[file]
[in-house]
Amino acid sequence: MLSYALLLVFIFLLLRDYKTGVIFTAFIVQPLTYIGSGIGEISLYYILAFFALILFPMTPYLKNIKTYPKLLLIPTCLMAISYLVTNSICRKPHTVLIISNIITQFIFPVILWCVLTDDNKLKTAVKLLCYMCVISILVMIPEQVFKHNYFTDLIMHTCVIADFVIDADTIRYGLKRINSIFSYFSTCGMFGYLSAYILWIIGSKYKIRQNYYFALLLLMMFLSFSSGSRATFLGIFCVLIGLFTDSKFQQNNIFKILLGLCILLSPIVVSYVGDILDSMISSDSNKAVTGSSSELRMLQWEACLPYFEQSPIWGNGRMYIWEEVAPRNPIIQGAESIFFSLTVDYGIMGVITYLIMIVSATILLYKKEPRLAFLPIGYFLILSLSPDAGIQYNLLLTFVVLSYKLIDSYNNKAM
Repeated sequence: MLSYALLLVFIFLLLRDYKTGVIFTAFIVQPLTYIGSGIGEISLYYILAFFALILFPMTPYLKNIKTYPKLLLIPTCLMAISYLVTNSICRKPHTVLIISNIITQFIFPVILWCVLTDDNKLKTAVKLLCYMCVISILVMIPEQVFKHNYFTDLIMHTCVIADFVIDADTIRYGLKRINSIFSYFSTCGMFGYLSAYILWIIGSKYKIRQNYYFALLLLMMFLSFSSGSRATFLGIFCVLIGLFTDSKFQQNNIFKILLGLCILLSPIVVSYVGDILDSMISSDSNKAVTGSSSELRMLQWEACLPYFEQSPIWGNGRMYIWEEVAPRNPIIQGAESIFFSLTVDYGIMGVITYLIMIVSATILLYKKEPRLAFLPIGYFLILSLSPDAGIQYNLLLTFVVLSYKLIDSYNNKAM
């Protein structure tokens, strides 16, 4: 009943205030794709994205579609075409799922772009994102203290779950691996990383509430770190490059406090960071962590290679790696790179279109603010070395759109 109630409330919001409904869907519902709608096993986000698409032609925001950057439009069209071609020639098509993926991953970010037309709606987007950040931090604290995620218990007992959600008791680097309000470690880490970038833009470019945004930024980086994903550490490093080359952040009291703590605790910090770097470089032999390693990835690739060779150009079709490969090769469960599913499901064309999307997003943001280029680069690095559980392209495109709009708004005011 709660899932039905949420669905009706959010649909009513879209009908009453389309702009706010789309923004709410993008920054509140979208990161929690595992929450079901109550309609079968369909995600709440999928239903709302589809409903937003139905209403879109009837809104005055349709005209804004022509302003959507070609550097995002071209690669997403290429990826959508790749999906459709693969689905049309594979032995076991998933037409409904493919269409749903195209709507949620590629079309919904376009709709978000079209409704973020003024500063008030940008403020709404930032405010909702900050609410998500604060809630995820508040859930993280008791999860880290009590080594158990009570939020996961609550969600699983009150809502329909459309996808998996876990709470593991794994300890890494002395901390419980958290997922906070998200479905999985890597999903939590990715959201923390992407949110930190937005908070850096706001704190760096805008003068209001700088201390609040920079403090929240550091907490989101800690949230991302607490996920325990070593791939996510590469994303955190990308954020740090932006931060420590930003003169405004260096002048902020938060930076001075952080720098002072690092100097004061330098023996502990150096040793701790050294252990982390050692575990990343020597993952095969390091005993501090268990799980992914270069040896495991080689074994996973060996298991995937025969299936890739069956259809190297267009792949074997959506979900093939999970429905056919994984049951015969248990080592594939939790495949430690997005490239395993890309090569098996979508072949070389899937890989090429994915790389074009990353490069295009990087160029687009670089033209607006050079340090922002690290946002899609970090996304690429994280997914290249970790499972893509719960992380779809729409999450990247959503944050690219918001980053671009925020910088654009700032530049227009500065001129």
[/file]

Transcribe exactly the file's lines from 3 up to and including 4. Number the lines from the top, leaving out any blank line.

Repeated sequence: MLSYALLLVFIFLLLRDYKTGVIFTAFIVQPLTYIGSGIGEISLYYILAFFALILFPMTPYLKNIKTYPKLLLIPTCLMAISYLVTNSICRKPHTVLIISNIITQFIFPVILWCVLTDDNKLKTAVKLLCYMCVISILVMIPEQVFKHNYFTDLIMHTCVIADFVIDADTIRYGLKRINSIFSYFSTCGMFGYLSAYILWIIGSKYKIRQNYYFALLLLMMFLSFSSGSRATFLGIFCVLIGLFTDSKFQQNNIFKILLGLCILLSPIVVSYVGDILDSMISSDSNKAVTGSSSELRMLQWEACLPYFEQSPIWGNGRMYIWEEVAPRNPIIQGAESIFFSLTVDYGIMGVITYLIMIVSATILLYKKEPRLAFLPIGYFLILSLSPDAGIQYNLLLTFVVLSYKLIDSYNNKAM
């Protein structure tokens, strides 16, 4: 009943205030794709994205579609075409799922772009994102203290779950691996990383509430770190490059406090960071962590290679790696790179279109603010070395759109 109630409330919001409904869907519902709608096993986000698409032609925001950057439009069209071609020639098509993926991953970010037309709606987007950040931090604290995620218990007992959600008791680097309000470690880490970038833009470019945004930024980086994903550490490093080359952040009291703590605790910090770097470089032999390693990835690739060779150009079709490969090769469960599913499901064309999307997003943001280029680069690095559980392209495109709009708004005011 709660899932039905949420669905009706959010649909009513879209009908009453389309702009706010789309923004709410993008920054509140979208990161929690595992929450079901109550309609079968369909995600709440999928239903709302589809409903937003139905209403879109009837809104005055349709005209804004022509302003959507070609550097995002071209690669997403290429990826959508790749999906459709693969689905049309594979032995076991998933037409409904493919269409749903195209709507949620590629079309919904376009709709978000079209409704973020003024500063008030940008403020709404930032405010909702900050609410998500604060809630995820508040859930993280008791999860880290009590080594158990009570939020996961609550969600699983009150809502329909459309996808998996876990709470593991794994300890890494002395901390419980958290997922906070998200479905999985890597999903939590990715959201923390992407949110930190937005908070850096706001704190760096805008003068209001700088201390609040920079403090929240550091907490989101800690949230991302607490996920325990070593791939996510590469994303955190990308954020740090932006931060420590930003003169405004260096002048902020938060930076001075952080720098002072690092100097004061330098023996502990150096040793701790050294252990982390050692575990990343020597993952095969390091005993501090268990799980992914270069040896495991080689074994996973060996298991995937025969299936890739069956259809190297267009792949074997959506979900093939999970429905056919994984049951015969248990080592594939939790495949430690997005490239395993890309090569098996979508072949070389899937890989090429994915790389074009990353490069295009990087160029687009670089033209607006050079340090922002690290946002899609970090996304690429994280997914290249970790499972893509719960992380779809729409999450990247959503944050690219918001980053671009925020910088654009700032530049227009500065001129």